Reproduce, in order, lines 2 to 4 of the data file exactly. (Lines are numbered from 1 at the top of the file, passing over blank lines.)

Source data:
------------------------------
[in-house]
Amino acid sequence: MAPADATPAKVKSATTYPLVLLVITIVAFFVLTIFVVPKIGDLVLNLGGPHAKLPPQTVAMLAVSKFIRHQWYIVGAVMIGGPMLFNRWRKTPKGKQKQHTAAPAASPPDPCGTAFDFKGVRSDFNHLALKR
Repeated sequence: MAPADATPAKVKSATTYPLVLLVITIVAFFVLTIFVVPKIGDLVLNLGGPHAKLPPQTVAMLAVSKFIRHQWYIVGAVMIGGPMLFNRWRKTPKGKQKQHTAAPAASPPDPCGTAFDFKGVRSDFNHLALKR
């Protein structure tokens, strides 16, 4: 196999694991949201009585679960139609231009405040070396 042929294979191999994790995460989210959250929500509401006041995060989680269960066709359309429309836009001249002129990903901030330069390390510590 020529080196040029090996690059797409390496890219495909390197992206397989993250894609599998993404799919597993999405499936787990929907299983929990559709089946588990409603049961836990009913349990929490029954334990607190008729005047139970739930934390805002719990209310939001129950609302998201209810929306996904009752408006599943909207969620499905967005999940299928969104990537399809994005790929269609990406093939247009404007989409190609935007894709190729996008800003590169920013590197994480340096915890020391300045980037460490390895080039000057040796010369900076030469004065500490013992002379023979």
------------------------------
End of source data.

Amino acid sequence: MAPADATPAKVKSATTYPLVLLVITIVAFFVLTIFVVPKIGDLVLNLGGPHAKLPPQTVAMLAVSKFIRHQWYIVGAVMIGGPMLFNRWRKTPKGKQKQHTAAPAASPPDPCGTAFDFKGVRSDFNHLALKR
Repeated sequence: MAPADATPAKVKSATTYPLVLLVITIVAFFVLTIFVVPKIGDLVLNLGGPHAKLPPQTVAMLAVSKFIRHQWYIVGAVMIGGPMLFNRWRKTPKGKQKQHTAAPAASPPDPCGTAFDFKGVRSDFNHLALKR
């Protein structure tokens, strides 16, 4: 196999694991949201009585679960139609231009405040070396 042929294979191999994790995460989210959250929500509401006041995060989680269960066709359309429309836009001249002129990903901030330069390390510590 020529080196040029090996690059797409390496890219495909390197992206397989993250894609599998993404799919597993999405499936787990929907299983929990559709089946588990409603049961836990009913349990929490029954334990607190008729005047139970739930934390805002719990209310939001129950609302998201209810929306996904009752408006599943909207969620499905967005999940299928969104990537399809994005790929269609990406093939247009404007989409190609935007894709190729996008800003590169920013590197994480340096915890020391300045980037460490390895080039000057040796010369900076030469004065500490013992002379023979």